From Berlin to London: HIV-1 Reservoir Reduction Following Stem Cell Transplantation.

Journal: 
Curr HIV/AIDS Rep
Publication Year: 
2020
Authors: 
Cecilia A Prator
Joanna Donatelli
Timothy J Henrich
PubMed link: 
32519184
Public Summary: 
PURPOSE OF REVIEW: Few interventional strategies lead to significant reductions in HIV-1 reservoir size or prolonged antiretroviral (ART)-free remission. Allogeneic stem cell transplantations (SCT) with or without donor cells harboring genetic mutations preventing functional expression of CCR5, an HIV coreceptor, lead to dramatic reductions in residual HIV burden. However, the mechanisms by which SCT reduces viral reservoirs and leads to a potential functional HIV cure are not well understood. RECENT FINDINGS: A growing number of studies involving allogeneic SCT in people with HIV are emerging, including those with and without transplants involving CCR5(Delta32/Delta32) mutations. Donor cells resistant to HIV entry are likely required in order to achieve permanent ART-free viral remission. However, dramatic reductions in the HIV reservoir secondary to beneficial graft-versus-host effects may lead to loss of HIV detection in blood and various tissues and lead to prolonged time to HIV rebound in individuals with wild-type CCR5 donors. Studies of SCT recipients and those who started very early ART during hyperacute infection suggest that dramatic reductions in reservoir size or restriction of initial reservoir seeding may lead to 8-10 months of time prior to eventual, and rapid, HIV recrudescence. Studies of allogeneic SCT in people with HIV have provided important insights into the size and nature of the HIV reservoir, and have invigorated other gene therapies to achieve HIV cure.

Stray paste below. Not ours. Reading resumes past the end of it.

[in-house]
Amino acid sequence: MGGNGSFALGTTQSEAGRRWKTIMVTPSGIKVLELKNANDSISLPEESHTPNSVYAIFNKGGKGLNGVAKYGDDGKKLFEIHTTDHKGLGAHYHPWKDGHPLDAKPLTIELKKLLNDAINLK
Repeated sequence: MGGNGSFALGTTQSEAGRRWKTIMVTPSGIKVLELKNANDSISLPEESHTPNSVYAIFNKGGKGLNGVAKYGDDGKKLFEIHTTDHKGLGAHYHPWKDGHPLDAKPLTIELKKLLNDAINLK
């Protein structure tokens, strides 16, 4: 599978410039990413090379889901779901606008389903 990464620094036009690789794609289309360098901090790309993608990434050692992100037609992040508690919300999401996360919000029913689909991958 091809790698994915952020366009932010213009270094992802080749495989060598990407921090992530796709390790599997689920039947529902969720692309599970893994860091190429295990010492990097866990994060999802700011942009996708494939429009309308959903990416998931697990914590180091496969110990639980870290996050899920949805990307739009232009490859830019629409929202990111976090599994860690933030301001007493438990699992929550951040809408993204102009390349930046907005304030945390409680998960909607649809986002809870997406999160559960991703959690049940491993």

Scientific Abstract: 
PURPOSE OF REVIEW: Few interventional strategies lead to significant reductions in HIV-1 reservoir size or prolonged antiretroviral (ART)-free remission. Allogeneic stem cell transplantations (SCT) with or without donor cells harboring genetic mutations preventing functional expression of CCR5, an HIV coreceptor, lead to dramatic reductions in residual HIV burden. However, the mechanisms by which SCT reduces viral reservoirs and leads to a potential functional HIV cure are not well understood. RECENT FINDINGS: A growing number of studies involving allogeneic SCT in people with HIV are emerging, including those with and without transplants involving CCR5(Delta32/Delta32) mutations. Donor cells resistant to HIV entry are likely required in order to achieve permanent ART-free viral remission. However, dramatic reductions in the HIV reservoir secondary to beneficial graft-versus-host effects may lead to loss of HIV detection in blood and various tissues and lead to prolonged time to HIV rebound in individuals with wild-type CCR5 donors. Studies of SCT recipients and those who started very early ART during hyperacute infection suggest that dramatic reductions in reservoir size or restriction of initial reservoir seeding may lead to 8-10 months of time prior to eventual, and rapid, HIV recrudescence. Studies of allogeneic SCT in people with HIV have provided important insights into the size and nature of the HIV reservoir, and have invigorated other gene therapies to achieve HIV cure.